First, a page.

In my own thinking about CBS’ midseason drama “Intelligence,” I’ve tended to compare it to “Chuck,” with Josh Holloway playing a buffed out government agent with a microchip that allows him full access to the Internet.
At the “Intelligence” Comic-Con panel that kicked off the year’s Ballroom 20 lineup on Thursday (July 18) morning, the moderator opted to eschew “Chuck” comparisons to ask if this new thriller was like an updated version of the ’70s classic “The Six Million Dollar Man.”
Perhaps because he was bracing for “Chuck” questions, “Intelligence” creator Michael Seitzman was fairly receptive to Lee Majors-based comparisons.
“With inflation, I think we’re in the billions now,” he said. “We talk about it for the obvious reason: That was about human enhancement.”
The key question, Seitzman explained, is “What part of the human is left when you augment humanity?”
Holloway’s “Intelligence” character has a Delta Force background, so he’s no slouch physically, but Seitzman made clear that this augmented man has value that goes well beyond brawn.
“What today is more important than super-strength?” Seitzman mused. “Super-strength in the ’70s mattered, but matters, but right now we have drones in the sky and satellites that can see everything and we carry around more power in our pocket… than they had on the space shuttle. Information seems to be the bionic strength of today.”
Of course, one of the fun things about “Chuck” was always that if you got Zachary Levi talking about video games and his entertainment passions, he was happy to admit that he was every bit as geeky as his character.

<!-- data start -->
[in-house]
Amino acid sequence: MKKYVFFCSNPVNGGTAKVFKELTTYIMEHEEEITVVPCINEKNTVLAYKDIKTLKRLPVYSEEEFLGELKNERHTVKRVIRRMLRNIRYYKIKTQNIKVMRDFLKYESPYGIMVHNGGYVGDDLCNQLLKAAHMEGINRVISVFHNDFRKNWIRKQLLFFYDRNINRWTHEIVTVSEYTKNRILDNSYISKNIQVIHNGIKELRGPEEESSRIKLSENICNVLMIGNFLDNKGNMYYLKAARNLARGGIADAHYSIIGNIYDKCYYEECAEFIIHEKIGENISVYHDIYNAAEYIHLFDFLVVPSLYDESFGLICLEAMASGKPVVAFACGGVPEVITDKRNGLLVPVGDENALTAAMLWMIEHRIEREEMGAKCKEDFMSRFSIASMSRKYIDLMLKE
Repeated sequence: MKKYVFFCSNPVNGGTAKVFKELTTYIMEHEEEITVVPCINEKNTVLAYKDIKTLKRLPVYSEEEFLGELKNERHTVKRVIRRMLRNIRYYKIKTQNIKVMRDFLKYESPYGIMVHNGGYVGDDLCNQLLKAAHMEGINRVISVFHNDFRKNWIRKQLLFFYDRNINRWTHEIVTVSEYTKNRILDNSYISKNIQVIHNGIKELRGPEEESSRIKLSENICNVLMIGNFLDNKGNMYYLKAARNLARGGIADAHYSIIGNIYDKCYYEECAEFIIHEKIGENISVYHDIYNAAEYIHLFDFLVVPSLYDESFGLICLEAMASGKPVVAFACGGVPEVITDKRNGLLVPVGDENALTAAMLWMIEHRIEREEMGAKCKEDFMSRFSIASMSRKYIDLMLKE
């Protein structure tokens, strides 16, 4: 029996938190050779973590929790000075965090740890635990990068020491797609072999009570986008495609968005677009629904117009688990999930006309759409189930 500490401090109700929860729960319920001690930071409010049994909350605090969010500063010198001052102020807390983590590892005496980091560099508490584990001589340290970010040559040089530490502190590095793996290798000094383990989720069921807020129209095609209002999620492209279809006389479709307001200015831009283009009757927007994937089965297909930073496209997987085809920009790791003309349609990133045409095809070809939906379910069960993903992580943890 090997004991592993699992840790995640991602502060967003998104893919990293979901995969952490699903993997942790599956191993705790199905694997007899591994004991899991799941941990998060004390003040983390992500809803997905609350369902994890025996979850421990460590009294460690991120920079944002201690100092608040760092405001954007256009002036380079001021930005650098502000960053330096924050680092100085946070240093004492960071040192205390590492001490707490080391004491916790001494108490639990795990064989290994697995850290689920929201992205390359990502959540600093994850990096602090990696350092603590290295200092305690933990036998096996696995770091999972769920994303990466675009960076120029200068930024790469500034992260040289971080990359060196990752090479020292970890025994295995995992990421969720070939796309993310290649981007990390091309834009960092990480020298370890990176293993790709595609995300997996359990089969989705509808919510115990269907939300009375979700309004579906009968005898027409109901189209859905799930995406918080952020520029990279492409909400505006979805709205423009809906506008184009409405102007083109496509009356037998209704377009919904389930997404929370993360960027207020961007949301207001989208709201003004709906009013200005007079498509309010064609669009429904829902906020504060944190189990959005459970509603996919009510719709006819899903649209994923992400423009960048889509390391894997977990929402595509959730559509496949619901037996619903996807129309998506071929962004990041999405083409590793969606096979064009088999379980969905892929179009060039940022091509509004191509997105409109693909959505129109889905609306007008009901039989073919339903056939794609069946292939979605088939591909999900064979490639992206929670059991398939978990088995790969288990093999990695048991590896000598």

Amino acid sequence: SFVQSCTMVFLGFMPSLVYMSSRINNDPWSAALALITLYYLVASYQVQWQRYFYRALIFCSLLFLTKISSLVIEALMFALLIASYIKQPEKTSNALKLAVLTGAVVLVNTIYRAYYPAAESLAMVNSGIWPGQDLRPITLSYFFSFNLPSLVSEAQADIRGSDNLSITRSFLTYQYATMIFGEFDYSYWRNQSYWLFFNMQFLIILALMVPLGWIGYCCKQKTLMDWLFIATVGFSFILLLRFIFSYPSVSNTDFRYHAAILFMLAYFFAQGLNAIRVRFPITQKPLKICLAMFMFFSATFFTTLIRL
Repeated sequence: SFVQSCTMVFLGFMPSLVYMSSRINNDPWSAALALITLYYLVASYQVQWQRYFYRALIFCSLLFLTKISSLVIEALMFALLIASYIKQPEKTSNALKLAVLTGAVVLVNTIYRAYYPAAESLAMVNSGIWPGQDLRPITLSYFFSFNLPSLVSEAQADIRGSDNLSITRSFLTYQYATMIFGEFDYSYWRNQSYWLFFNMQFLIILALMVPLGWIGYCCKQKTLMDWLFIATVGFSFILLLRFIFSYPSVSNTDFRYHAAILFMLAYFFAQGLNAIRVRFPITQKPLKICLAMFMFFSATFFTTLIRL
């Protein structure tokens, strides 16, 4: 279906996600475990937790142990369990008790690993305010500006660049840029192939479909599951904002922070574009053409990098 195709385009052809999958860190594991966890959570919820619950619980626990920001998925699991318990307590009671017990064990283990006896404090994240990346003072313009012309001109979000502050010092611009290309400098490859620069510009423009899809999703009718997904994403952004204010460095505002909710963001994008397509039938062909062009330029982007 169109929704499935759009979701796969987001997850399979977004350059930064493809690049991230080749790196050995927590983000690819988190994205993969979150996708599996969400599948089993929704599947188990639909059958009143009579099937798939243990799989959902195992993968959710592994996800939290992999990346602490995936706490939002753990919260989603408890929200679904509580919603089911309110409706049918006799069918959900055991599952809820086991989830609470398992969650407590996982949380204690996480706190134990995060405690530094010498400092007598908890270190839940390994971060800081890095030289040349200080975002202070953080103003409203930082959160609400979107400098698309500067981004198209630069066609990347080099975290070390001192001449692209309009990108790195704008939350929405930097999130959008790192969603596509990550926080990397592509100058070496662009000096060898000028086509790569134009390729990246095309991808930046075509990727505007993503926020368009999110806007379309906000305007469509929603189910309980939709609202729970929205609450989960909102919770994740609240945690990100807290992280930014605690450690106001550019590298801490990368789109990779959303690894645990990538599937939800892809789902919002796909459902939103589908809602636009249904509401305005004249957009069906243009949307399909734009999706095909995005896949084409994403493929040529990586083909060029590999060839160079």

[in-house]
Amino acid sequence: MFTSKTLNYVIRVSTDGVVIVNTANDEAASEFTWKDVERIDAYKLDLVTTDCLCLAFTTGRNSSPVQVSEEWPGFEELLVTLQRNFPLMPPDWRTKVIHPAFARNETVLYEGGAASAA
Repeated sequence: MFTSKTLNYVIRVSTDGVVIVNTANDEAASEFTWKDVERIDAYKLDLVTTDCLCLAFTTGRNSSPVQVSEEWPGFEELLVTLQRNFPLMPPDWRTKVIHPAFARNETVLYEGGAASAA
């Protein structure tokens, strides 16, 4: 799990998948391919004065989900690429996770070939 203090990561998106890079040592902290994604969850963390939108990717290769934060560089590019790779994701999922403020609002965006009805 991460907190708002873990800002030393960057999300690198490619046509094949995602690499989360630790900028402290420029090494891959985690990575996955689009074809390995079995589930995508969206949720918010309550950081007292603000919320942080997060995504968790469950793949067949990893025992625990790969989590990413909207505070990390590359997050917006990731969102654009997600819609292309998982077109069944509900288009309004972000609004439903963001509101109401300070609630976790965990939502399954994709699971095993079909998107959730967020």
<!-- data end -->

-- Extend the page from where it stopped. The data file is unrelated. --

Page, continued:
The same cannot be said for Josh Holloway.
“”I’m probably one of the most computer illiterate people on the planet The only way I would use a computer is if they jammed it in my head,” Holloway admitted. “So it’s funny that… they picked me to be the super-computer guy.”
For Holloway, making his first regular TV appearance since “Lost,” “Intelligence” is a chance to fulfill his espionage jones.
“It’s a dramatic thriller with hot, strong women characters and a mixture between like James Bond, ‘Bourne Identity’ kind of thing,” he said, adding, “I grew up always wanting to play a secret agent of sorts.”
Perhaps because they’re so early in the process on “Intelligence,” the show’s stars haven’t had the chance to get sick of the “If you had this chip in your brain for real, what would you do with it?” question. But they also haven’t had time to come up with good answers.
“I don’t know. I’d take some really amazing test and be like, ‘I’m just really smart, guys,'” Meghan Ory said after a long, thoughtful pause.
Holloway confusingly responded, “I’d probably be addicted to Korean drama.”‘
Marg Helgenberger’s answer? “I think I just would love to be able to learn every language… so I can travel everywhere and seem smart.”
Because of lengthy delays in loading the crowd into Ballroom 20, the screening of the “Intelligence” panel started late and fans were still entering the room for at least the first 20 minutes. I’ll let that be the excuse for the total lack of audience respond for that time. After a while, the audience started laughing at the occasional one-liner and there was tempered applause after a couple action sequences. [Personally, I’ve seen the pilot twice and… it’s not a pilot I needed to see twice. But I’ll talk more about that when I get to the midseason shows in my Take Me To The Pilots seres.] That left the panel with very little time for questions from the moderator and no time at all for questions from the audience.
A couple other highlights:
*** Holloway was asked to compare the pain of losing his “Intelligence” wife — that’s not a spoiler — to the pain of losing Juliet on “Lost.” Yes. Really. His response? “Wow. That’s not fair… The loss of any love is tragic.” Oh come on, Man. JULIET.
*** Helgenberger was, of course, asked to compare her now authority figure to the one he played for years on “CSI.” She replied, “First off, this is the federal government. This isn’t the Las Vegas Police Department. And I’m in charge!” And she added, “I was looking forward to a new challenge and low and behold, here I am.”
“Intelligence” premieres on February 24, airing Mondays at 10 p.m.